Change is in motion in the nation’s capital to see if two different modes of mobility can co-exist – at least on portions of five residential streets in Washington, D.C.
[Above photo by DDOT.]
The District Department of Transportation is launching project to study if bicycles and cars can truly share the road, in part by converting a section of E Street SE into an “advisory bike lane,” which features dedicated bicycle lanes near the curbs that bookend one wide vehicular lane split by a centerline. Car drivers avoid oncoming vehicles by easing to their right into the bike lanes while yielding to the bicyclists.
Advisory bike lanes – deployed for decades in Europe and Canada – tend to work best on low-volume roads that are too narrow for bike lanes but have more than enough width for two travel lanes.
Though usage of advisory bikes lanes in the United States remains rare, many transportation agencies – including state departments of transportation – are experimenting more frequently with them. The city of Portland, Oregon, for example, installed one of the first advisory bike lanes in the country several years ago, as have Minneapolis and Alexandria, Virginia.
DDOT officials suspect increased bicycle usage and the drive for lower carbon-emission vehicles could make advisory bike lanes a popular tool for its planners.
“This was part community-driven and part departmentally driven,” explained DDOT’s Will Handsfield, a bicycle program specialist. “As part of our work as planners and engineers, we try to keep our finger on the pulse of things.”
The pulse was rapid in a few neighborhoods, where residents were complaining about speeding cars and the lack of bicycle lanes, which are more in demand since the pandemic.
“We asked DDOT to come up with something for an east-west bike path and to slow down the traffic,” explained Corey Holman, an elected advisory neighborhood commissioner; a post that serves as a liaison between residents and local Washington D.C. officials.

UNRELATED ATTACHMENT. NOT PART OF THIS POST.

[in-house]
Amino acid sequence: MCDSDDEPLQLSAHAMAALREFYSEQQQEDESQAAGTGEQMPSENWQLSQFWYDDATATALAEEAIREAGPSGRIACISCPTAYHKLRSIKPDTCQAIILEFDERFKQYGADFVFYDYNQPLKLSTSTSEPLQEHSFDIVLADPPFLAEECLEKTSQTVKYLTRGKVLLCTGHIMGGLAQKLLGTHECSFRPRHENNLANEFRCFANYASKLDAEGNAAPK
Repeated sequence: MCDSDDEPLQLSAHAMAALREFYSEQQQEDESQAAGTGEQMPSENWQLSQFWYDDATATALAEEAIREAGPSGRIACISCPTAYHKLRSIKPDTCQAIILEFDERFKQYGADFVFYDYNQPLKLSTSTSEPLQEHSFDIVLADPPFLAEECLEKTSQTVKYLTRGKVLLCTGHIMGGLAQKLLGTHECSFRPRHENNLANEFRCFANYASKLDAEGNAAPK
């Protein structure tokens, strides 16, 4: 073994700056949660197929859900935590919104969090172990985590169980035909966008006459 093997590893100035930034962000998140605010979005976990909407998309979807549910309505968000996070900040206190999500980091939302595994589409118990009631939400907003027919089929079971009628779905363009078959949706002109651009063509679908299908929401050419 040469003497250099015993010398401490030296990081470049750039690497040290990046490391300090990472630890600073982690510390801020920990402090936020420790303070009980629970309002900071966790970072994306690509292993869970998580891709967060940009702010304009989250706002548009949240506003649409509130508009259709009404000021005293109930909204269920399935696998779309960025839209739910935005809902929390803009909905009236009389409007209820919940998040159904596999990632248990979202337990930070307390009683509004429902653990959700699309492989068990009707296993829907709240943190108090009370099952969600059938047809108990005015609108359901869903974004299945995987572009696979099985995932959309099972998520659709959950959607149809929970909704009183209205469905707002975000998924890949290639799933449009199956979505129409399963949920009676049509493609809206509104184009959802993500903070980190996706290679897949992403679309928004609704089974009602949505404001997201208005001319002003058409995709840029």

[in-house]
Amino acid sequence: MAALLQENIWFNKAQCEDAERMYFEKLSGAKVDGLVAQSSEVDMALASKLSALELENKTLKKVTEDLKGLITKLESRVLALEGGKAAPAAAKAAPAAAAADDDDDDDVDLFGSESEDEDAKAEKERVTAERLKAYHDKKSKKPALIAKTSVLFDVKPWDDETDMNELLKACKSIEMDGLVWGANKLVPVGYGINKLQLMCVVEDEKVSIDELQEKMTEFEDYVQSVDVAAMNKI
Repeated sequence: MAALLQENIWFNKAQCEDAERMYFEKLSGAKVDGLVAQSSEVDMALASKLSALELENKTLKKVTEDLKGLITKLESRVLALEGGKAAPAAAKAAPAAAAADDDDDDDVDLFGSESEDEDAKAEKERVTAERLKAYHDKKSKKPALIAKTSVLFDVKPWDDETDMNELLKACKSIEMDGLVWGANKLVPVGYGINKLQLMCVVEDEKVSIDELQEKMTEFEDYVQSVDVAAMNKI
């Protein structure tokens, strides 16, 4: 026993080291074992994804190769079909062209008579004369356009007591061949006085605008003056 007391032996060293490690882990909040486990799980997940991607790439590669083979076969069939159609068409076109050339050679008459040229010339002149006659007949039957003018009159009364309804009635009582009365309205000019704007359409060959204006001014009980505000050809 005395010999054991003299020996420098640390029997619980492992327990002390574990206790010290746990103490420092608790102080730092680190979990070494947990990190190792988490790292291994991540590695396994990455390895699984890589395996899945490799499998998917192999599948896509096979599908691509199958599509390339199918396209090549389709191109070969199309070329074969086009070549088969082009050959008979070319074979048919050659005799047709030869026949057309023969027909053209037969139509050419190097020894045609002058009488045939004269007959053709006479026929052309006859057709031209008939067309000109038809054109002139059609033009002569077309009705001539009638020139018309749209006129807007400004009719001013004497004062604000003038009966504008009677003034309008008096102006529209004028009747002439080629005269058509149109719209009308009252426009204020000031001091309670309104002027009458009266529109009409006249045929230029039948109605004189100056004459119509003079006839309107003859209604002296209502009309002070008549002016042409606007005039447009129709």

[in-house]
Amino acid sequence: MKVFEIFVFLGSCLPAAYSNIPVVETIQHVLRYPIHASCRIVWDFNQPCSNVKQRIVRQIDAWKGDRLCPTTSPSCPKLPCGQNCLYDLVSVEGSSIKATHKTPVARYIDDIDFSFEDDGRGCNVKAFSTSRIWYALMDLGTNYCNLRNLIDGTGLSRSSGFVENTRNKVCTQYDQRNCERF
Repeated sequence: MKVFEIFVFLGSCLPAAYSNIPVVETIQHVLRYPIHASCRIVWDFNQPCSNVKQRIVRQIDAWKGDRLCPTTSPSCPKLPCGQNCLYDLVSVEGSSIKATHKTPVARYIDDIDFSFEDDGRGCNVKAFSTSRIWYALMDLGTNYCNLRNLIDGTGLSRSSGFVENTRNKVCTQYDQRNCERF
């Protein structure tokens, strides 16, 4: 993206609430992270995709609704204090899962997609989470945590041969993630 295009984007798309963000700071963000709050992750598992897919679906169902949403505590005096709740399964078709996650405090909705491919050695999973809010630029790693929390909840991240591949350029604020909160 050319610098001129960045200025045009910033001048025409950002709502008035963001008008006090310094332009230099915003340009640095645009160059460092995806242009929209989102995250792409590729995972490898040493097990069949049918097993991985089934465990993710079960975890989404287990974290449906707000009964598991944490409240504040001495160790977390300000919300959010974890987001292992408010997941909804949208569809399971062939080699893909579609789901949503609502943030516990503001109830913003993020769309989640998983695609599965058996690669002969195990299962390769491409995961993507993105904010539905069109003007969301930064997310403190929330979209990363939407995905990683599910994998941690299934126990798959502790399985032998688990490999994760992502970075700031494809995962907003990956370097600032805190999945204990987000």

“Will came up with a plan that creates opportunities for people to slow down, maintains parking and gives us a new bike route,” he said. “I think that’s the value of this.”
The one-third mile segment of E Street SE from 11th Street to Potomac Avenue provides an “ideal candidate” to create an advisory bike lane, DDOT noted. At 35 to 40 feet wide, it is too narrow to accommodate on-street parking and dedicated bicycle lanes, while street-side parking spots left two 13-foot travel lanes that encouraged drivers to speed through the residential neighborhood.
The advisory bike lane on E Street SE has only been open since around Labor Day, but Holman said initial neighborhood reaction has been positive. He credited DDOT with “coming up with answers that no one else thought of. DDOT is good at letting their people on the front lines use their creativity to come up with their own solutions.”
DDOT plans to study the performance of its new advisory bike lane installations, monitor how well drivers and bicyclists adjust to the new configurations, then share reports of its observations with the Federal Highway Administration to provide information to other communities considering implementation of such lanes.